Today, the U.S. Citizenship and Immigration Services (USCIS) announced its latest policy guidance pertaining to the eligibility criteria for the initial and renewal applications of employment authorization documents (EADs) under compelling circumstances. This development is grounded in existing regulatory requirements, as stipulated at 8 CFR 204.5(p).
This updated policy guidance comes as an attempt to streamline and clarify the process for prospective applicants. Let’s delve into the specifics.
For an applicant to qualify for an initial EAD under compelling circumstances, certain eligibility requirements must be fulfilled:
1. The principal applicant should be the primary beneficiary of an approved Form I-140 (Immigrant Petition for Alien Workers). This should be in either the 1st, 2nd, or 3rd employment-based preference category.
2. At the time of filing Form I-765 (Application for Employment Authorization), the principal applicant must be in valid E-3, H-1B, H-1B1, O-1, or L-1 nonimmigrant status or within the authorized grace period.
3. The principal applicant should not have filed an adjustment of status application.
4. An immigrant visa should be unavailable to the principal applicant, based on their priority date in accordance with the relevant Final Action Date in the U.S. Department of State’s Visa Bulletin at the time of filing Form I-765.
5. The applicant and their dependents are required to provide biometrics.
6. Neither the applicant nor their dependents should have been convicted of a felony or two or more misdemeanors.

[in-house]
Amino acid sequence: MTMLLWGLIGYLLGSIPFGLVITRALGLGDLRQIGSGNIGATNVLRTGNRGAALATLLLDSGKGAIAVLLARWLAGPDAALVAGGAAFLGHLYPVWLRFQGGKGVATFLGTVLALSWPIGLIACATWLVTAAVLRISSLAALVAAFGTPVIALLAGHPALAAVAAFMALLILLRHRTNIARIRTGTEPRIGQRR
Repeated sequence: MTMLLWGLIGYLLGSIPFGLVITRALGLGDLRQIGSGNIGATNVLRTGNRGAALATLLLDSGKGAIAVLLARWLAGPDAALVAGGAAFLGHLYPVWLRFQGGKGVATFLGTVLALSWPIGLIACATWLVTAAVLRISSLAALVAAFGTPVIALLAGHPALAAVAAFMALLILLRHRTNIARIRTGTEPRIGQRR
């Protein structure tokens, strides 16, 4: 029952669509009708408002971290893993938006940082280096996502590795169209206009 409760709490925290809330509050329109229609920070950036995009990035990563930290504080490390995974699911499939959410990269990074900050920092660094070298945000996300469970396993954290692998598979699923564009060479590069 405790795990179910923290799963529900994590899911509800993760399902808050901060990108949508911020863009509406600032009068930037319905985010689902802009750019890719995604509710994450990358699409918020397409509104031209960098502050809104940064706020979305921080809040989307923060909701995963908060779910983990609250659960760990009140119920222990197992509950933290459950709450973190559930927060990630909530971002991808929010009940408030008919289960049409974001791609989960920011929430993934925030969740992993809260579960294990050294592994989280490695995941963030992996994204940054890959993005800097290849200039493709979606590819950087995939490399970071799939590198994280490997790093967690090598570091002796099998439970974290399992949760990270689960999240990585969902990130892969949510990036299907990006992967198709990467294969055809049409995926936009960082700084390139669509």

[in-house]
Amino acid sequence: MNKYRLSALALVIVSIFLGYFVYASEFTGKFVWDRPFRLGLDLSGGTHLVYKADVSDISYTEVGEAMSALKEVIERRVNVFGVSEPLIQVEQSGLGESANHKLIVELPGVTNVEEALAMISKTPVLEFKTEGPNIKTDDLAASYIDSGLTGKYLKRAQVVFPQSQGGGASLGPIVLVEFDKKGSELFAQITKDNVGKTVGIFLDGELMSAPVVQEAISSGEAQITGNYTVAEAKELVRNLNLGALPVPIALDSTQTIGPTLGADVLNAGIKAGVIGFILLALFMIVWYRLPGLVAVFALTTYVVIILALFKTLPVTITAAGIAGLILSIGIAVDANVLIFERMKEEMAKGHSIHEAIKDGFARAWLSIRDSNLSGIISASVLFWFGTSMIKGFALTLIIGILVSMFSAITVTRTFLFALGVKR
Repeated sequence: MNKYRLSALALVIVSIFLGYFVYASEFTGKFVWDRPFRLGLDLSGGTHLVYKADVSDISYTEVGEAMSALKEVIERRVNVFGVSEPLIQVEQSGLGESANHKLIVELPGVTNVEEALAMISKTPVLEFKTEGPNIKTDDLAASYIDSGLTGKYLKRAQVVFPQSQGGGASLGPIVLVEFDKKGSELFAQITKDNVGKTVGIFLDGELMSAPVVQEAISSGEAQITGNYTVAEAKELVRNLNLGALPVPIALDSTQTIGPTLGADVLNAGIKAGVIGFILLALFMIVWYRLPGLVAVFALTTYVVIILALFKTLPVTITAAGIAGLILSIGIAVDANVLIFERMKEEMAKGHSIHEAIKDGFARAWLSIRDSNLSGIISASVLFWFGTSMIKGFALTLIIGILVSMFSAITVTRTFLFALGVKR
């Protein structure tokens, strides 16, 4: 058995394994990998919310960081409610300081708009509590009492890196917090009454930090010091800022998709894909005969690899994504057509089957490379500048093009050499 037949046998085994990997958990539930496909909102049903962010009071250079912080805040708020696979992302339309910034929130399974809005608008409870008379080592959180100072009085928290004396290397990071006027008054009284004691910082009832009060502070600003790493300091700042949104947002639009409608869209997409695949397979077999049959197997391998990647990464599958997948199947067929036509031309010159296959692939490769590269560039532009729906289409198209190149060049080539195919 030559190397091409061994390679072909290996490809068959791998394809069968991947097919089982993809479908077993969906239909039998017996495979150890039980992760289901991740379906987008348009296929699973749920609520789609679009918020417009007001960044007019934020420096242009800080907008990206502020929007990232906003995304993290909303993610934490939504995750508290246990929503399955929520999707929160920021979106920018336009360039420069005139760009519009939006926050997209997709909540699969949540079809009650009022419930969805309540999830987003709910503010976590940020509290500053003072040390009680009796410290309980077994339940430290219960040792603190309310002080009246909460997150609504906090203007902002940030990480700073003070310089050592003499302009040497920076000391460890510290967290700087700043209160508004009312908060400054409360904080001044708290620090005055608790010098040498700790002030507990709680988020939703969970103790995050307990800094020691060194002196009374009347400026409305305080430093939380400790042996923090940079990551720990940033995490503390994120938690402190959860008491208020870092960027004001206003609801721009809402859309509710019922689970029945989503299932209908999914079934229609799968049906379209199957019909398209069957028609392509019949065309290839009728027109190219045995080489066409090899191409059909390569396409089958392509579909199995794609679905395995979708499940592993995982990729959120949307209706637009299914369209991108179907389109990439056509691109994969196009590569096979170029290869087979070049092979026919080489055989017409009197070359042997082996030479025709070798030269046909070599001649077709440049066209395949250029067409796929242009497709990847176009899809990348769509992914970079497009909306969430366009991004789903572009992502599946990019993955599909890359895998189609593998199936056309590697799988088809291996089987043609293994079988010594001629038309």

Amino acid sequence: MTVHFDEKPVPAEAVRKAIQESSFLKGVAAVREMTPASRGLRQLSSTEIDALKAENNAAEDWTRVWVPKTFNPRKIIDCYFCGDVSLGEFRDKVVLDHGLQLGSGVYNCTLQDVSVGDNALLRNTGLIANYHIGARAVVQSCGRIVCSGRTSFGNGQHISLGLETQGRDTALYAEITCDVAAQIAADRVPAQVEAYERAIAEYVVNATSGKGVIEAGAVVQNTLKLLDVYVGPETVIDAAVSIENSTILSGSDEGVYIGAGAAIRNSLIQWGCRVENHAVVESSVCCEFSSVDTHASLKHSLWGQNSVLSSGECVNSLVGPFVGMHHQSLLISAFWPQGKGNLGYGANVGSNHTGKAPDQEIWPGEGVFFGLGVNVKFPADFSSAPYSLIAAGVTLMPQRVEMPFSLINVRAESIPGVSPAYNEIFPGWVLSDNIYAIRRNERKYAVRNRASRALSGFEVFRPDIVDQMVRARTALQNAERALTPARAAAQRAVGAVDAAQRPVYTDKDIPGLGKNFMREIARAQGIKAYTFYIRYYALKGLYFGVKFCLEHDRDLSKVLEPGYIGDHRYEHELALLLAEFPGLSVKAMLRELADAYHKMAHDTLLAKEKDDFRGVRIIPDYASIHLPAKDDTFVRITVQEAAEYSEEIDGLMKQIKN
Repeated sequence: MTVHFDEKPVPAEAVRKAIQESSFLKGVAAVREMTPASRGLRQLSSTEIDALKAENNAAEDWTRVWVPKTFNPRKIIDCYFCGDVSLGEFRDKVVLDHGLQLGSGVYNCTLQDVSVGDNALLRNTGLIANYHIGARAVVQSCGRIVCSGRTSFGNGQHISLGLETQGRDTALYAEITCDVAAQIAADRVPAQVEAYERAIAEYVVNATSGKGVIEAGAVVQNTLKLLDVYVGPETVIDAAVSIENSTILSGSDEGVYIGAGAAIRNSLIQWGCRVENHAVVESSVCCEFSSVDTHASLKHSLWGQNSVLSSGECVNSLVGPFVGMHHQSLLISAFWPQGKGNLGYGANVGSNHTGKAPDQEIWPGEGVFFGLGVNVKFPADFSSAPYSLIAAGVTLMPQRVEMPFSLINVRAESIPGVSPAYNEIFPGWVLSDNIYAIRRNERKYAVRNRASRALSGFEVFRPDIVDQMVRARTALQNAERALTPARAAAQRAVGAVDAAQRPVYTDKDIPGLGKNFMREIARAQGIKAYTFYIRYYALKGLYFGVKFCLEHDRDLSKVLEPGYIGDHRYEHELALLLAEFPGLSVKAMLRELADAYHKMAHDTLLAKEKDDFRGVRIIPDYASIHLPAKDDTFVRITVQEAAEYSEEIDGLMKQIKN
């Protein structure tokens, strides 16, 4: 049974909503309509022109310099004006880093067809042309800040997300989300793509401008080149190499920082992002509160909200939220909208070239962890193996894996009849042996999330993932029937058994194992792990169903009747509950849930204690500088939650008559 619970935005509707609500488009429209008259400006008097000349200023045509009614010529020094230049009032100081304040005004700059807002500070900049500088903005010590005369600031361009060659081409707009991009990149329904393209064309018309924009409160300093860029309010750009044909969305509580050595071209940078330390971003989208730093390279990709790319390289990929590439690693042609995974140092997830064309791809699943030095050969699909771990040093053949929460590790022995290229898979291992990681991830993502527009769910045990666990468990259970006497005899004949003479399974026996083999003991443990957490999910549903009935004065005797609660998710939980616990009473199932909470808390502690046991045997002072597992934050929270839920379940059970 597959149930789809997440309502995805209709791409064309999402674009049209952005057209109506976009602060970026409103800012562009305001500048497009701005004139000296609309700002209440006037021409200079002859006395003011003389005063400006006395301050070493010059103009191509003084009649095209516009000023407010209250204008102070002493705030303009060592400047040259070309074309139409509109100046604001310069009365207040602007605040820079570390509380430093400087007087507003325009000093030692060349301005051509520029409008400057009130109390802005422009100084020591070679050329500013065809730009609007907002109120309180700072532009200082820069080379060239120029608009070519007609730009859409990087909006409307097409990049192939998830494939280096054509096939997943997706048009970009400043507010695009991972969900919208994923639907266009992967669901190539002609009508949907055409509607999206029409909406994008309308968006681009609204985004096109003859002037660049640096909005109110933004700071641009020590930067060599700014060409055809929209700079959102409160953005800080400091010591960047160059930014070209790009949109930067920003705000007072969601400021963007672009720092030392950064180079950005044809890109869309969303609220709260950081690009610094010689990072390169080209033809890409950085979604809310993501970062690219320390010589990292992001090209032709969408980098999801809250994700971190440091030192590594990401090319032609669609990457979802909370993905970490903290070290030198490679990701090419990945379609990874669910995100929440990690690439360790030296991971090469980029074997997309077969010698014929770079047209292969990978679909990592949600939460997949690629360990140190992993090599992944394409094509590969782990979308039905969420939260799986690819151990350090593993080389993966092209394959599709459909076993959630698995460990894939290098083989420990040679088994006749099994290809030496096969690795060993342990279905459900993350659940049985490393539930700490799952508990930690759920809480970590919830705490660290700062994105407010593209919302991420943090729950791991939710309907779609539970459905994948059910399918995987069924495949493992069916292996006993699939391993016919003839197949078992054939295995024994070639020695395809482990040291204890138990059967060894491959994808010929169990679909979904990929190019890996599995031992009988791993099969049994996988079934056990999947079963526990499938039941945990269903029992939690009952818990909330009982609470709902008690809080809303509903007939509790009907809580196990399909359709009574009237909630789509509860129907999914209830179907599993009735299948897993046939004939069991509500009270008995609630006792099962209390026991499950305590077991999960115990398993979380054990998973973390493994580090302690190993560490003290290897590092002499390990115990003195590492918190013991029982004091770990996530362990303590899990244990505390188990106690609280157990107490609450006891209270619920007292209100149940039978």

7. Lastly, the USCIS must determine, as a matter of discretion, that the principal applicant exhibits compelling circumstances that warrant the issuance of employment authorization.
The guidance touches upon compelling circumstances for both principal applicants and their dependents. It further lists various situations that may constitute compelling circumstances, such as a serious illness or disability, employer dispute or retaliation, other substantial harm to the applicant, or significant disruption to the employer.
The USCIS has also provided details regarding the type of evidence an applicant can submit to demonstrate these compelling circumstances. For instance, an applicant with an approved immigrant visa petition in an oversubscribed visa category or chargeability area, who has resided in the United States for an extended period, could present evidence like school or higher education enrollment records, mortgage records, or long-term lease records to substantiate their case of compelling circumstances. Situations such as a family potentially being forced to sell their home at a loss, pull their children out of school, and relocate to their home country due to job loss could also be considered compelling circumstances.
To know more about these compelling circumstances EADs, please refer to the policy alert. Additionally, for insights into the options for Nonimmigrant Workers after the termination of employment, do refer to our resource that covers more evidence on options for maintaining a period of authorized stay in the United States.